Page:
There is one thing Brexit negotiators must fix if Britain really intends to rediscover its Commonwealth. For the last 44 years, having, with fellow Australians, to join the foreigners’ long entry queue at Heathrow while Europeans trot through unhindered, has got up my nose. In the good old days when it really was the British Commonwealth, we Australians were no second class visitors; we were family. Certainly I was, with an English mother and a New Zealand father who died as a result of his naval service for King and Country during World War II. Britain’s joining the EU in 1973 meant that the Germans and Italians he fought against receive preferential treatment at the border. My trying to correct this slight by seeking a British passport (after retiring from parliament, of course!) did not work. It was officially pointed out to me that the citizenship entitlement to offspring of British born persons was termed ‘patrial’ not ‘matrial’. So no Pommie dad, no Pommie passport. However, had my mother not been married at my birth, she would have been treated as an honorary male and a British passport would have been mine. This quaintly sexist nonsense, which fails to recognise the reality that only the mother really knows who the father is (which Judaism understands), has subsequently been corrected, although not retrospectively. But at least this means that there was no prospect that my 21 years as a federal politician could have been disrupted by my mother secretly making me a British citizen, but I may be a Barnaby Kiwi. However, this time I beat the Heathrow system; my replacement left knee was misbehaving, so the consequential wheelchair avoided all the unpleasantness of queuing and I was pushed through to be welcomed to Britain’s green and pleasant land.
Fortunately the fine weather, excellent theatre (Queen Anne and The Ferryman are standouts) and the BBC Proms at the Albert Hall (a remarkable performance of the complete Monteverdi Sicilian Vespers), the National and Portrait Galleries and the RAF Museum with a visitable Concorde and joy-flights (for $4,000 in a WW II Spitfire and for several hundred in a pre-war De Havilland Dragon) all served to take my mind off the dreadful similarity between the political scenes in Australia and Britain. Two unloved prime ministers with wafer-thin majorities due entirely to their incompetent election campaigns (stand up Sir Lynton Crosby) against appalling opponents, both of whose policies would lead their nations into economic disaster, appear to be living on borrowed time. At least Turnbull only has side-issues like same-sex marriage to deal with, unlike Theresa May whose fractious cabinet compounds her massive (and very expensive) Brexit problems.
If, at 87, this is my last visit to London, it is the other side of the coin from my first one more than half a century ago. In late 1960 I was sent by the Australian Financial Review to report on Britain taking the next two years to fail to join the Common Market, eventually succeeding a decade later after twice-nay-saying French President de Gaulle had left the scene. This time I’m reporting (to The Speccie) that Britain seems to be doing its best to take as long to fail to leave Europe as it originally took to fail to join it. Remainers (especially the City, trade unions and much of Westminster) refuse to admit that Leavers actually won the Brexit referendum and are doing their best to sabotage Prime Minister Theresa May’s narrow-majority-imposed difficult negotiating position and to minimise and delay the whole process in the hope of at least partially reversing it. The delaying tactic, given momentum by Chancellor Philip Hammond’s support in a clearly divided Tory cabinet for a ‘transitional agreement’ rather than a negotiated early exit deal, was promoted in the Financial Times last week as ‘the optimal strategy for those who still want the UK to be a member of the EU…(and) could result in another referendum’. Britain could then rejoin the EU under article 49 of the Lisbon Treaty without too much Brexit having to be undone.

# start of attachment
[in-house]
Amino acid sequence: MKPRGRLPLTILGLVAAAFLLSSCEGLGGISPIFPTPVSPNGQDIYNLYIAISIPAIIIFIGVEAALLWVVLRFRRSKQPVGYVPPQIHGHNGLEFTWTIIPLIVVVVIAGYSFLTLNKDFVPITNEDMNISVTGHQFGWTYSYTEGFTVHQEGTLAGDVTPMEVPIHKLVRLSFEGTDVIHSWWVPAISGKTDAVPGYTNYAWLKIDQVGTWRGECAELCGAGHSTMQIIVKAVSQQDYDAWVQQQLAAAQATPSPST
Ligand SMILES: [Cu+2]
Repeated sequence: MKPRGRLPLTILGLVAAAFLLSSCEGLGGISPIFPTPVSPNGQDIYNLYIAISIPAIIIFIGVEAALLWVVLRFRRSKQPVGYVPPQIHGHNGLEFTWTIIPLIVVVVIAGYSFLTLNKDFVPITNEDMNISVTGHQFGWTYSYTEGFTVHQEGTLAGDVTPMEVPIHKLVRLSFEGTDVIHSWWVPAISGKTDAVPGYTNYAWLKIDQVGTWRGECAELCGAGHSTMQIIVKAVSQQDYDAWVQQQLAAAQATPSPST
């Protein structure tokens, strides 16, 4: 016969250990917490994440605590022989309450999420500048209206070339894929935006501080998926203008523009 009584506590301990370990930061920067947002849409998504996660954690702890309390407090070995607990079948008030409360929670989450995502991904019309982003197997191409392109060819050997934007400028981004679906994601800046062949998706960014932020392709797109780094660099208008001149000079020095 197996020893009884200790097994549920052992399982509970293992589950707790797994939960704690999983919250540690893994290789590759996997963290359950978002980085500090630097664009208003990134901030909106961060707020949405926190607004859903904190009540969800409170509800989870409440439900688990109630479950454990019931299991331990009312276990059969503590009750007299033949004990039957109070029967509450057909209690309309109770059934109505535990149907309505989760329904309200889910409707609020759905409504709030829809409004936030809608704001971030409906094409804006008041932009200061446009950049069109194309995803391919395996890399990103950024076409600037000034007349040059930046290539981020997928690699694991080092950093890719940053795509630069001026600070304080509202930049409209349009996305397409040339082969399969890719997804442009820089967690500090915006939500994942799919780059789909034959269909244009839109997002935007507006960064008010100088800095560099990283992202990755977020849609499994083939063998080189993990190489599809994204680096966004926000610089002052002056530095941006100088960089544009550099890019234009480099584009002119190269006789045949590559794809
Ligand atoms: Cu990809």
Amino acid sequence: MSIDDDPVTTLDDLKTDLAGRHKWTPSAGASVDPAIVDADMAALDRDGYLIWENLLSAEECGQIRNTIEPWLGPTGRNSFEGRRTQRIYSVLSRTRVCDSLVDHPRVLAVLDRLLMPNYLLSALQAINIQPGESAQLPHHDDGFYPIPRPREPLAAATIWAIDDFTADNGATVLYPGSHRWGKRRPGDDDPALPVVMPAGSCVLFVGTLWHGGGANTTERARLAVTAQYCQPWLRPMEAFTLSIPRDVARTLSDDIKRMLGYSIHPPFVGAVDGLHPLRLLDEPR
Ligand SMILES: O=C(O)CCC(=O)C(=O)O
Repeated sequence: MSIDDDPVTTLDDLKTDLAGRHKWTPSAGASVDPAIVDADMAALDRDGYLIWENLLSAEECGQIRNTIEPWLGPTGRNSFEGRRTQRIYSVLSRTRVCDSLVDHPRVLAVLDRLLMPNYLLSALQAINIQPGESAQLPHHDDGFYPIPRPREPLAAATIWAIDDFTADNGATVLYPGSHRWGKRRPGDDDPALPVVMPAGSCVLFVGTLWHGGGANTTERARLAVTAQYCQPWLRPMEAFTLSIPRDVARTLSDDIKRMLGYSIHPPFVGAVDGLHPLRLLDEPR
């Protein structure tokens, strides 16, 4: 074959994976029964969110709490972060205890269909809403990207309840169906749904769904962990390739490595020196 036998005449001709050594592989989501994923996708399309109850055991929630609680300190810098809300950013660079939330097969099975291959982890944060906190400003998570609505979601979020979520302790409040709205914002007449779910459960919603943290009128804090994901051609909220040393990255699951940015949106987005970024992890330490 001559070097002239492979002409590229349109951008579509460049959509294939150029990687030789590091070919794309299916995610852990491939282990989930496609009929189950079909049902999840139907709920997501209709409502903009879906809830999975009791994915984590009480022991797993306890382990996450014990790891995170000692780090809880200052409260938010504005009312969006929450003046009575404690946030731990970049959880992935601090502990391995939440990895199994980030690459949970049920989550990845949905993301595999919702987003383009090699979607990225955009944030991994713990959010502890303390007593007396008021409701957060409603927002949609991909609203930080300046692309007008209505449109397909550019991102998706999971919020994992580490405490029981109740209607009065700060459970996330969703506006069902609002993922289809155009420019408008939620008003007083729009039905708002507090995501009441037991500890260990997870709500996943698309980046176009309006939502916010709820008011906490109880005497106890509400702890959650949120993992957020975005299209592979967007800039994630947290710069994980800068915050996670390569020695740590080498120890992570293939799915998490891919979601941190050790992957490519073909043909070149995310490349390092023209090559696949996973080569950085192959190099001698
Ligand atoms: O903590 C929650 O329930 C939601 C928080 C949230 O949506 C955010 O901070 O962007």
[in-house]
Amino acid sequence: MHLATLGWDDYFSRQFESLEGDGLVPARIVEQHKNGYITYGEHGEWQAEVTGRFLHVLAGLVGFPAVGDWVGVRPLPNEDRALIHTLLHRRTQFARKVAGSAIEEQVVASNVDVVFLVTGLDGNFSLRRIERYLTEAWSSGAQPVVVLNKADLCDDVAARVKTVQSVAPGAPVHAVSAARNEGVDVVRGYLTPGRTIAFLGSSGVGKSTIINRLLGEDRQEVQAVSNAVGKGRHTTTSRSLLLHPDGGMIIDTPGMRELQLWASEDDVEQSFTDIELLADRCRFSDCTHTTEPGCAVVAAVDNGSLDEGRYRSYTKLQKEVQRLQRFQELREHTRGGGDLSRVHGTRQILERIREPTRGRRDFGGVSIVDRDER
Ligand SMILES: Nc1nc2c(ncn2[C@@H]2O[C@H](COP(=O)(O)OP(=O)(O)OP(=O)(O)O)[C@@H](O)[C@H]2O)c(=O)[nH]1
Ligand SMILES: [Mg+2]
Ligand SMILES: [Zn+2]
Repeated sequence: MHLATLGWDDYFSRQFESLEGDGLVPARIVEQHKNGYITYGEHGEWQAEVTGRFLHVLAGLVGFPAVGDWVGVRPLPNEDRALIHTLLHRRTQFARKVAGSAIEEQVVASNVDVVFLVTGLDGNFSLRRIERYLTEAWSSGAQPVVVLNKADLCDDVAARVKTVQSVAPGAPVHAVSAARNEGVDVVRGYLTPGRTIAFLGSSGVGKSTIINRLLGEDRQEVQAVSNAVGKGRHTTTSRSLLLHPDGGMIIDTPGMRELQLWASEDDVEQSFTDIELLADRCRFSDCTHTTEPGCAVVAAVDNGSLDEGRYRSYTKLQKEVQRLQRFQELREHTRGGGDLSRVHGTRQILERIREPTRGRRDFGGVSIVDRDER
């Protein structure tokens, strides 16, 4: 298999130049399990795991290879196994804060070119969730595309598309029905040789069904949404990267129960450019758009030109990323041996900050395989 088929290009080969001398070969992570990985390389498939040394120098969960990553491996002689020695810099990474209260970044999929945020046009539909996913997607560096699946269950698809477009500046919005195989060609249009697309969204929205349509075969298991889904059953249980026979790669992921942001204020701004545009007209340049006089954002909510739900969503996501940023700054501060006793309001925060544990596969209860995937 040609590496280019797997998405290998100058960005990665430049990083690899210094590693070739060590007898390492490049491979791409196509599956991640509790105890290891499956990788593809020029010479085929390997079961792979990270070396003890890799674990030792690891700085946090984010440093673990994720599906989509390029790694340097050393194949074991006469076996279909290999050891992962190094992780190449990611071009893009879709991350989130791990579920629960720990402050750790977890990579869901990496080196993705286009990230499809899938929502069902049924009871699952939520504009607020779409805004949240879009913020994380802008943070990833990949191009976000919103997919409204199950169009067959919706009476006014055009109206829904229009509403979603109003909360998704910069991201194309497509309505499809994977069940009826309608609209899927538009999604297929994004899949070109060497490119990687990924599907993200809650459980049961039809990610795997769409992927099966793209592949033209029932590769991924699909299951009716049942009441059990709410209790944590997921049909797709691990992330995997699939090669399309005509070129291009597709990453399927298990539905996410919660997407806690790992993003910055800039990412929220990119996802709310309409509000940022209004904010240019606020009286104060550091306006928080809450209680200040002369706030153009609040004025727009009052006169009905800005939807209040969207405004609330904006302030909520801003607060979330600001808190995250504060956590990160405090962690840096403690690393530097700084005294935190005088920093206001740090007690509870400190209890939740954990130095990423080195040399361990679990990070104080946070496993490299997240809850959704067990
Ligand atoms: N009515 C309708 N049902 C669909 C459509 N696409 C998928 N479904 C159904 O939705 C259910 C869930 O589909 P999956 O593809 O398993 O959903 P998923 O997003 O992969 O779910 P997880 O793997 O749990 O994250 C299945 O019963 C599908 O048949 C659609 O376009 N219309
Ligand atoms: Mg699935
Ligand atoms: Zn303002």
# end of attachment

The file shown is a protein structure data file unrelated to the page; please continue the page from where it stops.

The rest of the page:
Inequality: Bill Shorten is simply mimicking Britain’s hard-line socialist opposition leader Jeremy Corbyn by declaring class war to resolve income inequality by soaking the rich rather than providing incentives to benefit the poor. Theresa May and her predecessor David Cameron have had some success in reducing the income gap for the UK’s ethnic minorities, with a study last week revealing that non-white ‘disparities in terms of employment and wages have been shrinking’. But with overall real wages stagnant in both Britain and Australia, the Shorten-Corbyn populism has legs.
Keeping inequality in proper perspective, the London Evening Standard last week ran a full page article quoting Sir Patrick Stewart’s US National Public Radio talk explaining that the dialects of British cows’ moos reflect, like their human counterparts, ‘a society dominated by class, social status and location’. He noted that ‘the sound made by a cow from West Oxfordshire, birthplace and home to many right of centre politicians, is quite an upper-class bray compared with those from West Yorkshire’. The National Farmers Union backed this up, maintaining that when cows are mo(o)ved from one area of strong accents to another, there is a problem of them initially not responding to the new accent. ‘Cows in the West Country have the distinctive Somerset twang (more of a ‘moo-arr’) while Midlands beasts moo with Brummie accents and Geordie tones are heard Tyneside. And in the US, those bred in the southern states sound very different from the moos heard in the north’. In the Anglosphere’s animal farms, all cows are not equal.
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